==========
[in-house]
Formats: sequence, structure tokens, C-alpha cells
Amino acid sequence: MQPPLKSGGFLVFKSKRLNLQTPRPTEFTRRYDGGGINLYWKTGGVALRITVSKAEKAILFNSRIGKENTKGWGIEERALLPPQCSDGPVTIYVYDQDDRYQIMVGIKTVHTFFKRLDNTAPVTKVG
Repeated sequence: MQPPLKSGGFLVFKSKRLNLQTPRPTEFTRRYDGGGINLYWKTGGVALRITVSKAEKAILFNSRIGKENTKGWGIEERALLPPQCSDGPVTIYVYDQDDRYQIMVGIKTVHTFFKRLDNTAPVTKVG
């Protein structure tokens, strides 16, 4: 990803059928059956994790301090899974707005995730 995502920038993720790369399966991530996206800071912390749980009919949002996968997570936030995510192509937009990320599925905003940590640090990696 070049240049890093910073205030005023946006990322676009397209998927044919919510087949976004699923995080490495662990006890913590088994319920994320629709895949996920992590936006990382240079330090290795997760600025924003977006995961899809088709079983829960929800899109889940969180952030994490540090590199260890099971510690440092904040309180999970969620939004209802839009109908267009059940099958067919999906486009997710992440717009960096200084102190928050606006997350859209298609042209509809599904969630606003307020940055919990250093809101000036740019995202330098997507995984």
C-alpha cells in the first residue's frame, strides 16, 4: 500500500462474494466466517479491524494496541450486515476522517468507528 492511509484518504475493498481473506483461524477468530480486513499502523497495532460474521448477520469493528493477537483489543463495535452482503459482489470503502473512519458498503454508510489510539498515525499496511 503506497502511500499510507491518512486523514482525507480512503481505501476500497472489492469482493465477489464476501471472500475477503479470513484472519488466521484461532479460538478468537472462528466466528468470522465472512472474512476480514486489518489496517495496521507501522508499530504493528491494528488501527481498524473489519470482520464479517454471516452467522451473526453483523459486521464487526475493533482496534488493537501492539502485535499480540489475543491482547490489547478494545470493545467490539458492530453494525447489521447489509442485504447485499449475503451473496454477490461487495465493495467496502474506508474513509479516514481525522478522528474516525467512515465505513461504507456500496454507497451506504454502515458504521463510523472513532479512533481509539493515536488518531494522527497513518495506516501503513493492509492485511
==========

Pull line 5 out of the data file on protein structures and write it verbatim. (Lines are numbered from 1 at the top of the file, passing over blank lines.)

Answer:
């Protein structure tokens, strides 16, 4: 990803059928059956994790301090899974707005995730 995502920038993720790369399966991530996206800071912390749980009919949002996968997570936030995510192509937009990320599925905003940590640090990696 070049240049890093910073205030005023946006990322676009397209998927044919919510087949976004699923995080490495662990006890913590088994319920994320629709895949996920992590936006990382240079330090290795997760600025924003977006995961899809088709079983829960929800899109889940969180952030994490540090590199260890099971510690440092904040309180999970969620939004209802839009109908267009059940099958067919999906486009997710992440717009960096200084102190928050606006997350859209298609042209509809599904969630606003307020940055919990250093809101000036740019995202330098997507995984």